Advertisers aren't the only ones interested in your spending habits — hospitals and insurance companies are taking note as well. Carolinas HealthCare, which operates hundreds of healthcare facilities from hospitals to nursing homes and care centers throughout North and South Carolina, is purchasing transaction data and other information on its patients to try and get ahead of any medical problems, according toBloomberg Businessweek.
The data, including purchase history and information like car loans, is put through an algorithm that gives a risk score to patients. That score can then be shared with doctors. A representative from Carolinas HealthCare tells the magazine that it plans to start routinely giving those scores to health-care professionals in two years' time, and it hopes to do more with the data.
It currently can't pass along detailed information — like what its patients are purchasing — to doctors, but the company hopes it can renegotiate with its (undisclosed) data provider to give professionals access to that as well. Nevertheless, under the current system, data like whether patients have open gym memberships or how often they purchase cigarettes is used in the score calculation.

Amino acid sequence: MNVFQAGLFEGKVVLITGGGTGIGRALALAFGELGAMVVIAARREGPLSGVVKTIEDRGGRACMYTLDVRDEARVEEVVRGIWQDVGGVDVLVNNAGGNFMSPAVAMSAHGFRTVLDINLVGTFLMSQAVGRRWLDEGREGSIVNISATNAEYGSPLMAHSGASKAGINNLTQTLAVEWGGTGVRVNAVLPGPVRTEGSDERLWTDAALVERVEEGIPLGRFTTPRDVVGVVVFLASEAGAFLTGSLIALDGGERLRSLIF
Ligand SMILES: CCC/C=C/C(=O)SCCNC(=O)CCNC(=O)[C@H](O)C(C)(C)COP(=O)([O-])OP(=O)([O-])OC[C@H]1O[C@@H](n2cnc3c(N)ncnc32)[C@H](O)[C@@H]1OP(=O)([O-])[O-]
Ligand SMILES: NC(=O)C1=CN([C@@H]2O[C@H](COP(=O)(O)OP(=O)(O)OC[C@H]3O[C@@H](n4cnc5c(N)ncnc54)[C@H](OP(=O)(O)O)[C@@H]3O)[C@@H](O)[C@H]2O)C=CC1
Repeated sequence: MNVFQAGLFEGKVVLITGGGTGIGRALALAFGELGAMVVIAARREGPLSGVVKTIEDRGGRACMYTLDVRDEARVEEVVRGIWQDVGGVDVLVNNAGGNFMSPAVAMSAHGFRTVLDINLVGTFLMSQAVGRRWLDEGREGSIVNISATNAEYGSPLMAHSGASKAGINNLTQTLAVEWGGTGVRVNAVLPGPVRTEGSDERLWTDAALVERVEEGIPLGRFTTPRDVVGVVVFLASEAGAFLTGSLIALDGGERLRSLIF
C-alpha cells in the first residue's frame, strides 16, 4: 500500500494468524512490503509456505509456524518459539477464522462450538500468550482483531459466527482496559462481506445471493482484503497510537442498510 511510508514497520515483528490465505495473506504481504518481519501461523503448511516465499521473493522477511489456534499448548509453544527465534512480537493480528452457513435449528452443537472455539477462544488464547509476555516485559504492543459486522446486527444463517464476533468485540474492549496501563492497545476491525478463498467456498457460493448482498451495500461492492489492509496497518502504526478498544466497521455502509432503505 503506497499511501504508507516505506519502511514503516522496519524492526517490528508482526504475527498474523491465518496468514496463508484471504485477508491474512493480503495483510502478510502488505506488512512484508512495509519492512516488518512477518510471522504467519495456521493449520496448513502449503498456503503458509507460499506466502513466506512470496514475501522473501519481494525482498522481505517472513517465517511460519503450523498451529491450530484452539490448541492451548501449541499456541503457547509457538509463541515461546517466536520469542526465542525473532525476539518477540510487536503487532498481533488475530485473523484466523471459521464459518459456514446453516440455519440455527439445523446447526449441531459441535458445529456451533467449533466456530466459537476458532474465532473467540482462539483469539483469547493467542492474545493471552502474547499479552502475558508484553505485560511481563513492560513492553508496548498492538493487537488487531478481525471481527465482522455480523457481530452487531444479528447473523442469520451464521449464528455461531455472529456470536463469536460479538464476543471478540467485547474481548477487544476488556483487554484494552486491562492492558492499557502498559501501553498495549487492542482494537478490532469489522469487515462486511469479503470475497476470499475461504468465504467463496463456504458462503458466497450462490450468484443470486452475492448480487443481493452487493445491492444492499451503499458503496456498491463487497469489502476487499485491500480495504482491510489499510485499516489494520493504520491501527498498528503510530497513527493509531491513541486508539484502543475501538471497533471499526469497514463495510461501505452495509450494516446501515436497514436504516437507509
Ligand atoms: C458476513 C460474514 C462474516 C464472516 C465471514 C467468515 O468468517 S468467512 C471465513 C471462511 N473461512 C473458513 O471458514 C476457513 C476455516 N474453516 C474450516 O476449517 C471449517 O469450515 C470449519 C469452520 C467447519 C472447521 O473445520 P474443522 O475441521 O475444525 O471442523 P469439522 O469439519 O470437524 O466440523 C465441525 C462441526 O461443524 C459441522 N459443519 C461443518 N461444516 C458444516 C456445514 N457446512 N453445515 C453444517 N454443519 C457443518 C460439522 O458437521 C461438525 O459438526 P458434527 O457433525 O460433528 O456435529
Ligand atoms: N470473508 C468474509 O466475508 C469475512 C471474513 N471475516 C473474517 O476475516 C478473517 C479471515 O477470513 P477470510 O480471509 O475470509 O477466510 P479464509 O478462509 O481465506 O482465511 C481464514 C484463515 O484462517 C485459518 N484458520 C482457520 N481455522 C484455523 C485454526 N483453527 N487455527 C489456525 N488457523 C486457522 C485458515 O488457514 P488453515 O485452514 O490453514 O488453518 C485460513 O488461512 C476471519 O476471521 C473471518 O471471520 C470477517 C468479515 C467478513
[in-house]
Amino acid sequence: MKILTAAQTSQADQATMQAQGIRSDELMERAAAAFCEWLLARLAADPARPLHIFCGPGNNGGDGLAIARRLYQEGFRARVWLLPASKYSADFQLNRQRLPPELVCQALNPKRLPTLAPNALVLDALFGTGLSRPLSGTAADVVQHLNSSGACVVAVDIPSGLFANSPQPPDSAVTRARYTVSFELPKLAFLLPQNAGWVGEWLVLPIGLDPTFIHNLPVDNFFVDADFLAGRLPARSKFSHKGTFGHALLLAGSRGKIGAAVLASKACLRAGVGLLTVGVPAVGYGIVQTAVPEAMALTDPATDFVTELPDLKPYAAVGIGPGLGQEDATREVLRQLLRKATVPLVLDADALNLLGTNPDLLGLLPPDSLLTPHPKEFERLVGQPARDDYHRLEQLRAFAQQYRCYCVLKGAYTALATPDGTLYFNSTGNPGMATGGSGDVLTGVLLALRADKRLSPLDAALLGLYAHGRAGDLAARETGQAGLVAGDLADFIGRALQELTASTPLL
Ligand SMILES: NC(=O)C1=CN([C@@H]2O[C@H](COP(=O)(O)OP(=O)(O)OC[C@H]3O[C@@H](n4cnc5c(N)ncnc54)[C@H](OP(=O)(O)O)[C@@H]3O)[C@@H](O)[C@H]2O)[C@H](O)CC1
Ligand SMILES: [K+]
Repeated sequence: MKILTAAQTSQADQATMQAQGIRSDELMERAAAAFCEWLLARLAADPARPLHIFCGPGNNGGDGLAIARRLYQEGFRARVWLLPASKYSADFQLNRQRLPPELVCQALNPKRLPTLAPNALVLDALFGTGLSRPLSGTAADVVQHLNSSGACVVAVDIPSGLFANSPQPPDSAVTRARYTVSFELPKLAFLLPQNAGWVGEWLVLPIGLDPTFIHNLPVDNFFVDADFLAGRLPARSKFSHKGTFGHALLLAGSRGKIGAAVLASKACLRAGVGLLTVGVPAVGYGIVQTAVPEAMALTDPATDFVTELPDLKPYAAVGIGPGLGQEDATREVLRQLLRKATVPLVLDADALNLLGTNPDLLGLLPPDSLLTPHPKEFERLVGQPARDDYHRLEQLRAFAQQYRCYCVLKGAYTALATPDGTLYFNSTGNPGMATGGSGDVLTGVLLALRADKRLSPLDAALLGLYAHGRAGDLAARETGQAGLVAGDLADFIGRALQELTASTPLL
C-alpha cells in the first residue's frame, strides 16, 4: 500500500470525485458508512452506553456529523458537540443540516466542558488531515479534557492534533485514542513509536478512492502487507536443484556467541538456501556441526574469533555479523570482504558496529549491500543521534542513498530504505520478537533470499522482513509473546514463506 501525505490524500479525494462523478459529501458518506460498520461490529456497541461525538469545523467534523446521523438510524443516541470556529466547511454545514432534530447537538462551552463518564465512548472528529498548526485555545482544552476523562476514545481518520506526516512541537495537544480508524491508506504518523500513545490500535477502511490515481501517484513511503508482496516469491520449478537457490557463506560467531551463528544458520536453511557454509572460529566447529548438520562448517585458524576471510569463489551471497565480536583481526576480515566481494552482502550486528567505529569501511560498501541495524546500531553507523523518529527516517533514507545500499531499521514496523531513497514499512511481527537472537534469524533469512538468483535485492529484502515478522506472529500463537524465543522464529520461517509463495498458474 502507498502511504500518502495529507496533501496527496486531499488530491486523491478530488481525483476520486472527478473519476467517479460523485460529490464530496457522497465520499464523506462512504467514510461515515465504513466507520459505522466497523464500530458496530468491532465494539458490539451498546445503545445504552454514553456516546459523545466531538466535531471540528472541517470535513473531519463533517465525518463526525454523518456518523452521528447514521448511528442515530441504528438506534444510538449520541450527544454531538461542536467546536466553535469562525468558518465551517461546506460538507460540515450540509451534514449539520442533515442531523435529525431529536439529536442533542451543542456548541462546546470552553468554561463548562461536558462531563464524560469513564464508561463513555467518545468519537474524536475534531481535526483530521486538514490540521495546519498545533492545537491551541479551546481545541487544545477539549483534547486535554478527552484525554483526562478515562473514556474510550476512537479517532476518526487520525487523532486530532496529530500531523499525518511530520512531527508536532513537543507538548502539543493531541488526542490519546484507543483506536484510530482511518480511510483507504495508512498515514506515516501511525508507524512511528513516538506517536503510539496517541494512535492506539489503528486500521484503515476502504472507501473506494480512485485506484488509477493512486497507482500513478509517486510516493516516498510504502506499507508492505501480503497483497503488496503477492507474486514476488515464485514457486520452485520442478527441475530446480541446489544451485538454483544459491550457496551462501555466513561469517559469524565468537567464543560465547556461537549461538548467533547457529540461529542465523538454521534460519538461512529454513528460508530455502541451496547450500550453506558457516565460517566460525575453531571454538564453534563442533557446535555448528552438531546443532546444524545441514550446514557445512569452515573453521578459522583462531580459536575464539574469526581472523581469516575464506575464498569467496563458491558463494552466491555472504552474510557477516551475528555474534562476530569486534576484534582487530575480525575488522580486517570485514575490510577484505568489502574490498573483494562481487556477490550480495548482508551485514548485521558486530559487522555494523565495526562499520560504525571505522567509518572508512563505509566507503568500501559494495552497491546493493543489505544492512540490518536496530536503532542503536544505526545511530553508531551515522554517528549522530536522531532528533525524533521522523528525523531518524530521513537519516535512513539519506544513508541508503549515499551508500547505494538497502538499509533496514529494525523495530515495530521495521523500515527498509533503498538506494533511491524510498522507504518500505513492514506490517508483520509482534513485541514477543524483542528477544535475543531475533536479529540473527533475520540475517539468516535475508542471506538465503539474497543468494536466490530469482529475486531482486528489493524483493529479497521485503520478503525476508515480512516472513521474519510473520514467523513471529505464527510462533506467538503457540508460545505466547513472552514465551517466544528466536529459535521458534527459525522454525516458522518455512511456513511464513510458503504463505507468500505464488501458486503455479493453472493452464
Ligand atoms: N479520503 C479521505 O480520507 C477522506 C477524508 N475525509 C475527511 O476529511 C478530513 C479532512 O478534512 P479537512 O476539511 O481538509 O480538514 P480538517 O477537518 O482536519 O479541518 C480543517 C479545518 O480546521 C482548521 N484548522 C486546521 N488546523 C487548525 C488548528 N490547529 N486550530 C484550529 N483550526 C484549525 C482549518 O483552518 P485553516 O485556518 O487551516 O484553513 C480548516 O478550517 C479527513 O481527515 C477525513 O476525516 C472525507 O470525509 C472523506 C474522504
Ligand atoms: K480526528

Both insurance companies and hospitals are interested in using consumer data in this way to help cut costs. While insurance companies are no longer allowed to increase premiums or deny coverage under Obamacare based on preexisting health conditions, companies can save money by trying to proactively prevent health conditions based on the data. Alternatively, hospitals can identify patients who are likely to heavily lean on emergency room visits instead of regular check-ups, and proactively provide resources to help cut down costly ER trips.